This was a little annoying…

I came across an interesting Apache quirk the week before last, it totally make sense why it happens and I was at first a little surprised, one because no one had noticed previously and secondly because it was happening at all.

We noticed that if a url like http://bob/file.php?id=$frank went to an apache then the dollar symbol got encoded, which is perfectly normal behaviour, it sees a special character it deals with it. In our case this was being trigged by a URL redirect from http to https. Something I thought was odd which I never got to the bottom of is why did it do the re-write at all? If the http to https rewrite rule was not there it just passes it through so it is a by product of the rewrite.

This in its self is fine, other than manipulation of the url should probably be an option to turn on rather than off but I guess that depends on how popular it is. Either way this can be stopped by simply telling it to not encode the URL with the [NE] flag on the end of the rule.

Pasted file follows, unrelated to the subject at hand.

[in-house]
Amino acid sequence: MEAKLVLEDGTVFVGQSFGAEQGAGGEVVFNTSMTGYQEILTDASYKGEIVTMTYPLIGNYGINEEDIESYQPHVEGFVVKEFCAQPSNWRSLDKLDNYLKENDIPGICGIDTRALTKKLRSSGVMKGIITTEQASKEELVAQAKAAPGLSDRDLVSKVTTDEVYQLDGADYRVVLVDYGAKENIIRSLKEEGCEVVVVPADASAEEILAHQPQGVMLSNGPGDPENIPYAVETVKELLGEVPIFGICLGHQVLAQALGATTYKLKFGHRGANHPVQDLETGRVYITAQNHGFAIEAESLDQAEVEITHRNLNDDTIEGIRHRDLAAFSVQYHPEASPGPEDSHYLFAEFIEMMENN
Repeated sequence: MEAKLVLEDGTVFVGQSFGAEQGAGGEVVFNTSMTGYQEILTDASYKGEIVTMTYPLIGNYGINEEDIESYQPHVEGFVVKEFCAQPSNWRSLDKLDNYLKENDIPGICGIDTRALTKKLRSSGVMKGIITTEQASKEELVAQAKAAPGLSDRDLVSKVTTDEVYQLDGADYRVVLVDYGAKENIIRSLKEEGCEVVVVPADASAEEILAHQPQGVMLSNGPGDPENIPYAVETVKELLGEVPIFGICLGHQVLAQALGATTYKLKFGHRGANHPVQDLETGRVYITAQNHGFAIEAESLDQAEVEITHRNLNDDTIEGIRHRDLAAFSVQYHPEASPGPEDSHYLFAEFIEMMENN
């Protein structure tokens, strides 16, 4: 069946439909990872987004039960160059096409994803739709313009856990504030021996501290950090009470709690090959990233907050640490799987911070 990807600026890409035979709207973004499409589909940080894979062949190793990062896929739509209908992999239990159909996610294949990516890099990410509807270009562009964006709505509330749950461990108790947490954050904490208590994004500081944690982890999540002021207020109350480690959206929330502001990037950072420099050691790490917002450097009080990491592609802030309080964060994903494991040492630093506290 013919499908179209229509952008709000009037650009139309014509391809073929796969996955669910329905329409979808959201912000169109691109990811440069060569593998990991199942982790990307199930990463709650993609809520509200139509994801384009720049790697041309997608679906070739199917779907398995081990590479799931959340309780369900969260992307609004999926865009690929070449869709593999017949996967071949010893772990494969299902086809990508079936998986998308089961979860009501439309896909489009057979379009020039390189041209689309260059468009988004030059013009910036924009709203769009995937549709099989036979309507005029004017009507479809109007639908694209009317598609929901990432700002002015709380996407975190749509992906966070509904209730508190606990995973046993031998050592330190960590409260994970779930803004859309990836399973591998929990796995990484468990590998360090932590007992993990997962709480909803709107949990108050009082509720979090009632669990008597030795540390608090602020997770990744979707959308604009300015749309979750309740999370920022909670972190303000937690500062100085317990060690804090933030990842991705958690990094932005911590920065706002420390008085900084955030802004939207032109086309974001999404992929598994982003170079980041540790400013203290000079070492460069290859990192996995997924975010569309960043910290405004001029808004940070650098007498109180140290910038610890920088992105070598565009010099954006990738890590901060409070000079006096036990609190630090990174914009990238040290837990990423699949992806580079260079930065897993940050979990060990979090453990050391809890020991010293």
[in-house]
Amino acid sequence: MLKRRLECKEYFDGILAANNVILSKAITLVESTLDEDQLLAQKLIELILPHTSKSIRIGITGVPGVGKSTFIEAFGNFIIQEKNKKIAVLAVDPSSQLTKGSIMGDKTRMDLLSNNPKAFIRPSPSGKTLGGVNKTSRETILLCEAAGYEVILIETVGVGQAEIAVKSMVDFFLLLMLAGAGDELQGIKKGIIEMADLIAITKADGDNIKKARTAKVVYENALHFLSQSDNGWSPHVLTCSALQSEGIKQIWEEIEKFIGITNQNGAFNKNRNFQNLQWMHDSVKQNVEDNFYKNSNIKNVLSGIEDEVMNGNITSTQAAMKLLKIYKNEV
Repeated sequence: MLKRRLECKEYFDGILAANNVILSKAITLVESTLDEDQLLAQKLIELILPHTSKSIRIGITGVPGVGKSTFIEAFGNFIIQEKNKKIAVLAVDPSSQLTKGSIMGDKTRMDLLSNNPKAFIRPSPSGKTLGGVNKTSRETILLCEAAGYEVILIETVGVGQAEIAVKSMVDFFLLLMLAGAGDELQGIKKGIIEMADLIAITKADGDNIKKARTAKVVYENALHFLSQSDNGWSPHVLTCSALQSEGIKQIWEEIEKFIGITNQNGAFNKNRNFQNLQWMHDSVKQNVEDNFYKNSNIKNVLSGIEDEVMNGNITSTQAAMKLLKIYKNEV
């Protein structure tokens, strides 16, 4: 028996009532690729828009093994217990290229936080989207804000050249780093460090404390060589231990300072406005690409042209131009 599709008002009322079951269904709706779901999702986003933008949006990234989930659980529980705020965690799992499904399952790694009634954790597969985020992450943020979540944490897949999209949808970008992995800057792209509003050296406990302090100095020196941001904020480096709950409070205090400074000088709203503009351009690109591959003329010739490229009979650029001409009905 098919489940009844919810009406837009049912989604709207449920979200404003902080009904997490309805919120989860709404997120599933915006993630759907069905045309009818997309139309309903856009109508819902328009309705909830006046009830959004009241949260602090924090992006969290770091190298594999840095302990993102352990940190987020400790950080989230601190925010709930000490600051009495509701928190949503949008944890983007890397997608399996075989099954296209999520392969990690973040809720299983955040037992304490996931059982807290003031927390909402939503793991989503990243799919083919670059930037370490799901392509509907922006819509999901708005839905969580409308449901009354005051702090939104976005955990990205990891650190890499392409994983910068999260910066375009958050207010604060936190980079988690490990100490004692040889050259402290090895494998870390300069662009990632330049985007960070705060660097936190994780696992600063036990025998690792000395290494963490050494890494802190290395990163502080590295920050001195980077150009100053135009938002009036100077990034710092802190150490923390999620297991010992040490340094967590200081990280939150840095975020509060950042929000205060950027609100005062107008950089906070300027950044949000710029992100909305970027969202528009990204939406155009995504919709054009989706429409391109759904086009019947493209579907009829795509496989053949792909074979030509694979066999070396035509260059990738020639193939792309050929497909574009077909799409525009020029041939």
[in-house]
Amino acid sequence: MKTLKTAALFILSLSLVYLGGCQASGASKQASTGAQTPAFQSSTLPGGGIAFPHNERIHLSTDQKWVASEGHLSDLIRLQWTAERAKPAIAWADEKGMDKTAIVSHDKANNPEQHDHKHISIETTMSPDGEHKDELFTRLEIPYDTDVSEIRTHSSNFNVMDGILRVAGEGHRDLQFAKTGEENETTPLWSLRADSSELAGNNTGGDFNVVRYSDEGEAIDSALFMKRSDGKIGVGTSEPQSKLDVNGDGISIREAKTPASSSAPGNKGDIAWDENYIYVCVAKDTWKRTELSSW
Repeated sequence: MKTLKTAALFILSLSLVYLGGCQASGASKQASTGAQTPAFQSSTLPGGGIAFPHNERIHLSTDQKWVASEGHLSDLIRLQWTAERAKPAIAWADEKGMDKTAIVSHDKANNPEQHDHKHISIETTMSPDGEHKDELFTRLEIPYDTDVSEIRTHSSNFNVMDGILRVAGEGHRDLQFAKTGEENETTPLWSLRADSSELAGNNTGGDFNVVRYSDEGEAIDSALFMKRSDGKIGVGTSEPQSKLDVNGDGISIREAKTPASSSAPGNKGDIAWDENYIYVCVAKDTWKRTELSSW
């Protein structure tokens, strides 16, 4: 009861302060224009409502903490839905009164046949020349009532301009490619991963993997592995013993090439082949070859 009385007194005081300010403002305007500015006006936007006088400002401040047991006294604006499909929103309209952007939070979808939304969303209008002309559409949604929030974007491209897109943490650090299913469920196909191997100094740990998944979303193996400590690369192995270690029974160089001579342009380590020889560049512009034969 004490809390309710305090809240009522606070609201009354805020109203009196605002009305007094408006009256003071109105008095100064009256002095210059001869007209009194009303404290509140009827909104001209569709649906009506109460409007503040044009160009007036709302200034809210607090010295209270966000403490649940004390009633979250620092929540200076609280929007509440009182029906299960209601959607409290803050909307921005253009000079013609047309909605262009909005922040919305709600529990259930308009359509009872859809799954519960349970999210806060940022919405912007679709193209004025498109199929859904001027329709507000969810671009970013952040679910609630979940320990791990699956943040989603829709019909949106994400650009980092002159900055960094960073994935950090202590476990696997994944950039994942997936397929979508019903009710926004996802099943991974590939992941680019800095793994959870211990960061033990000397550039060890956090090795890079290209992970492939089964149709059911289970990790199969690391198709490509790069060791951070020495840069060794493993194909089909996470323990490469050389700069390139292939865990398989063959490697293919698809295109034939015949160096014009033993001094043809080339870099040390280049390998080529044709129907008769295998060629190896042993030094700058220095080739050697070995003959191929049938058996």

The annoying element of all this is no one noticed an issue, the application is able to un-encode a URL and to work with the non encoded URL and yet still things were not quite right.

It turned out with a bit of digging that if you sent in a URL of http://bob/file.php?id=%24frank apache ended up encoding the encoded URL resulting in a URL that looked like this – http://bob/file.php?id=%2524frank

I can understand that Apache doesn’t know it’s encoded already, but considering we only send out URL’s with $ in what on earth was causing it to go horribly wrong?

A bit of digging

It turned out that some web-based email service thought the best thing they could do to all URL’s is re-endcode them for you.

For example, Hotmail:


Can you see the difference? try clicking on the image for a more human readable one.

Not sure why our good friends at Microsoft decided it was a good idea to change peoples URL’s, there probably is one, but I’d like to think that Gmail is as complicated as Hotmail and they seem to have found a solution.

Much time of many people was spent working out how this issue occurred, but none the less it is resolved, I do feel a bit silly for not spotting the double encoding myself but at least now I know and you know that Hotmail does URL encoding and Gmail does not.

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